What are SQL Where and Like Statements Basics? (Part 3 of 8)...

What are SQL Where and Like Statements Basics? (Part 3 of 8)...  

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If you are just now joining along with this series of videos, please note that you are going to learn about SQL programming basics.

If you would like to follow along with us, please review the RealPars video, “How to install MySQL and import a sample database”, on how to download and setup MySQL database on your computer.

“What are SQL Where and Like statements basics” continues where we left off within the “What are SQL programming basics” video for our series of lessons covering SQL programming.

In this video, you will learn more about relational databases and about the language of SQL.

In subsequent lessons we will apply what we have learned in these videos, to view a sample database and program a few SQL queries to read and write to the database that will provide specific organized data.

The “Where” clause is optional and specifies which data values or rows will be returned or displayed, based on the criteria described after the keyword “Where”.
- Equal
- Greater than
- Less than
- Greater than or equal to
- Less than or equal to
- Not equal to
- Like

First, we need to get familiar with “Where” and “Like” clauses.
The “LIKE” clause is a very powerful operator that allows you to select only rows that are "like" what you specify.

The percent sign can be used as a wild card to match any possible character that might appear before or after the characters specified.

We start writing the SQL statement in the SQL Query Tab to find any first names that start with the letter J.
Note that the strings must be in single quotes.
SELECT FirstName, LastName, City
FROM realparsmodel.students;
WHERE FirstName LIKE 'J%';

We run the statement by pressing the Execute Query button to view the results in the Output Panel.
The results display only first names beginning with the letter J.

We can specify another SQL statement to find the students’ first names that end in the letter N. As you can see, we changed the LIKE operator to compare names ending in the letter N.
The results display only first names ending with the letter N.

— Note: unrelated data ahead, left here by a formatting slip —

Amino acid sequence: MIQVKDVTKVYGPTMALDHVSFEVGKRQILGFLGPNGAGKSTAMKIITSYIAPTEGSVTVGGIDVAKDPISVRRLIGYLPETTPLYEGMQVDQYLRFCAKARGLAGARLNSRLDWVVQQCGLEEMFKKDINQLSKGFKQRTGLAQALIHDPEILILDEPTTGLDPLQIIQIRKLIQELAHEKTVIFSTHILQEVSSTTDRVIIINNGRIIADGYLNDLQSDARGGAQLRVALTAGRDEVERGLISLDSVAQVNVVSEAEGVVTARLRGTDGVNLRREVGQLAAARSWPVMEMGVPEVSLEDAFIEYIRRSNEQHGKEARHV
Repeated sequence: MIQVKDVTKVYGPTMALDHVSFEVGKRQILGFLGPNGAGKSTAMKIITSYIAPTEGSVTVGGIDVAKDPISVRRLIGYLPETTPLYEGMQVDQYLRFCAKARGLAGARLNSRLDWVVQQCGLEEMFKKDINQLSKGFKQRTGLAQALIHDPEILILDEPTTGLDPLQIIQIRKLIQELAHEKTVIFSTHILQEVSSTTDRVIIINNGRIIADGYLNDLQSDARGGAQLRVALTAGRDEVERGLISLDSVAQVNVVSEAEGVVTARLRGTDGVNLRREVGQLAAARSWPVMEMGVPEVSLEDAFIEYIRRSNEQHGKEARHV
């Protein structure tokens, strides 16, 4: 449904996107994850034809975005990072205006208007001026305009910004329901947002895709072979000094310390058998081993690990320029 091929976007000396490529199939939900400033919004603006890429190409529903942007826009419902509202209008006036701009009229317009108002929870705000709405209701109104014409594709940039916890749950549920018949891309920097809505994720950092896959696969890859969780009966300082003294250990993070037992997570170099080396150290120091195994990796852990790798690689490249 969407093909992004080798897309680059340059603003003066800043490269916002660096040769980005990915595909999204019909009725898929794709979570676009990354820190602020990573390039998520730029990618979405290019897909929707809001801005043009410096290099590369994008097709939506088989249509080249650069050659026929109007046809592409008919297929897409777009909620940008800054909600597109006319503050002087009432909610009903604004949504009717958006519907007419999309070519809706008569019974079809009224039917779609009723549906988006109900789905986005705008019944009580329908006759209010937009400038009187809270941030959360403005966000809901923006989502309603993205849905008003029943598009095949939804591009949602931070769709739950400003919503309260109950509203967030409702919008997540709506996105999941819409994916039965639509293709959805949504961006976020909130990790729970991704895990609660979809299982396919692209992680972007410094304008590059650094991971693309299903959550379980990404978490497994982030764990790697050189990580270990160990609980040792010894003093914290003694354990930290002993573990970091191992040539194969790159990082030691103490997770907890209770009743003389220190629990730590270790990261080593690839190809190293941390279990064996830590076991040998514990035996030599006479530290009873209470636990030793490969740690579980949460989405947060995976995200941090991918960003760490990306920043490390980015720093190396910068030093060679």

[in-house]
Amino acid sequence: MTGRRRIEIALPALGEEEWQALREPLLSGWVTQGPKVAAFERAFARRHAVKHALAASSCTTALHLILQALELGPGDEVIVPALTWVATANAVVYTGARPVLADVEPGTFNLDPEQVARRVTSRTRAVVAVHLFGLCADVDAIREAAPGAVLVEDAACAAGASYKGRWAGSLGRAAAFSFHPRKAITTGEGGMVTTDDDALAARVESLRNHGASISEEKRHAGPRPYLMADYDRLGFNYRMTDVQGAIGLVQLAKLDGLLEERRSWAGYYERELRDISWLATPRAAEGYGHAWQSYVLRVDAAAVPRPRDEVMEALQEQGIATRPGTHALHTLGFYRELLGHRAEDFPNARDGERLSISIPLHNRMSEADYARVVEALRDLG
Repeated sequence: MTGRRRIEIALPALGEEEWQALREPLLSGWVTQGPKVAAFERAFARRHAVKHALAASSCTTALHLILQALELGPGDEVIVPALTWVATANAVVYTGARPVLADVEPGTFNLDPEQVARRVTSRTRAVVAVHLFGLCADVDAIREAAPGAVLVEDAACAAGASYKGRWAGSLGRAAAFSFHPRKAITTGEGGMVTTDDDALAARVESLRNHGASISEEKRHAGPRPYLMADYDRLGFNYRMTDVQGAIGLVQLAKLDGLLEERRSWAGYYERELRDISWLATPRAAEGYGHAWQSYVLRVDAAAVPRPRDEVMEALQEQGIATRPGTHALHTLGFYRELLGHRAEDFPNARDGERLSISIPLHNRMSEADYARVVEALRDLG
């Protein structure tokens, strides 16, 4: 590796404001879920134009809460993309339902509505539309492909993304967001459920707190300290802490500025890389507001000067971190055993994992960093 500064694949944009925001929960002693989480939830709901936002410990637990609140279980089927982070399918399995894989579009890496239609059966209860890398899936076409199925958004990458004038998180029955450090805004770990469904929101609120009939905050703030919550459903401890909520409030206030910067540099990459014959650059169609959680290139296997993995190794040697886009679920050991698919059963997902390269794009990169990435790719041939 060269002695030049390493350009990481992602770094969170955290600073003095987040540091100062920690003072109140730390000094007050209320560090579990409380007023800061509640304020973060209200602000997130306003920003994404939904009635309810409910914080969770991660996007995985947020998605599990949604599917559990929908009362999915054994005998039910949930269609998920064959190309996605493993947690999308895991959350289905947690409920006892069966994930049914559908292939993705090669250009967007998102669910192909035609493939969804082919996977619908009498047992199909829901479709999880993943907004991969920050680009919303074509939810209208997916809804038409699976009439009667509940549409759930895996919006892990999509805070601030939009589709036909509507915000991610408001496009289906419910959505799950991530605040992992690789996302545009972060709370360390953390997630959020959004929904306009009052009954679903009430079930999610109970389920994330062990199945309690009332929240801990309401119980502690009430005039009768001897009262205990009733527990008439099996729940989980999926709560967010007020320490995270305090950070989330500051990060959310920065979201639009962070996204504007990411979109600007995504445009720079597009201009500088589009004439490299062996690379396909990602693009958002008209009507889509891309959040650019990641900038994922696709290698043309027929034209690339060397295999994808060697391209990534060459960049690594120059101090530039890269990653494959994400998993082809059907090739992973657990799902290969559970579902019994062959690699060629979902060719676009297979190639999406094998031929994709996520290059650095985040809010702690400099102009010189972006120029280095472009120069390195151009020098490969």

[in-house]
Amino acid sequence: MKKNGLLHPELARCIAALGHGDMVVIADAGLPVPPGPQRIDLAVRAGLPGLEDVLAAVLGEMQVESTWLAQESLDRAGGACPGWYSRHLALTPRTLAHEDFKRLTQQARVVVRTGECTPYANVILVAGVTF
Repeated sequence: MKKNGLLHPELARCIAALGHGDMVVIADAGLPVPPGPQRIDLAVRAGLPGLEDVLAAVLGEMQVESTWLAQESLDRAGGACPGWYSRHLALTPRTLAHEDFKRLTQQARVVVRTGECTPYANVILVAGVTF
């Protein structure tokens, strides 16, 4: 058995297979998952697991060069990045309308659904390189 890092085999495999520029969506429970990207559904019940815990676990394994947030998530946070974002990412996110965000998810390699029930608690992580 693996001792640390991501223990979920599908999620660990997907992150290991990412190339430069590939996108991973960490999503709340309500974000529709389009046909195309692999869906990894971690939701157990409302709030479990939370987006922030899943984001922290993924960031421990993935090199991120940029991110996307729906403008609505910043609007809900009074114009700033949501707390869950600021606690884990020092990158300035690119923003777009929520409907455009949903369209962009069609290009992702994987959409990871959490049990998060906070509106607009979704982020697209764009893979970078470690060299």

Once again we use MySQL Workbench to write the new statement, looking for only records with the first name Jean. This query would then only select rows where the first name equals “Jean” exactly.

We can specify another SQL statement to identify students with student numbers less than 120. The results display only records with the student numbers less than 120.

Now a department asks us to write a statement to select only students’ last names containing the letter U.
To create this query, we used the wildcard character, percent sign, before and after the letter U.
The results display only the Last Name, First Name and Credit Limit columns and records with last names that include the letter U.

This concludes the video, “What are SQL Where and Like statements basics”. By now you should be getting accustomed to simple SQL statements and ready for the next lesson in SQL.

Our series of subsequent videos to follow will consist of the following lessons, be sure to watch for these videos offering prerequisite learning for the beginner and then unto the more advanced statements of SQL learning.


Review the MySQL minimum hardware requirement web page here: https://forums.mysql.com/read.php?11 ,629199,629211

Download the MySQL Installer: https://dev.mysql.com/downloads/installer/

Download the sample database SQL file from here: https://realpars.com/wp-content/uploads/2019/12/realparssampledatabasev2.zip


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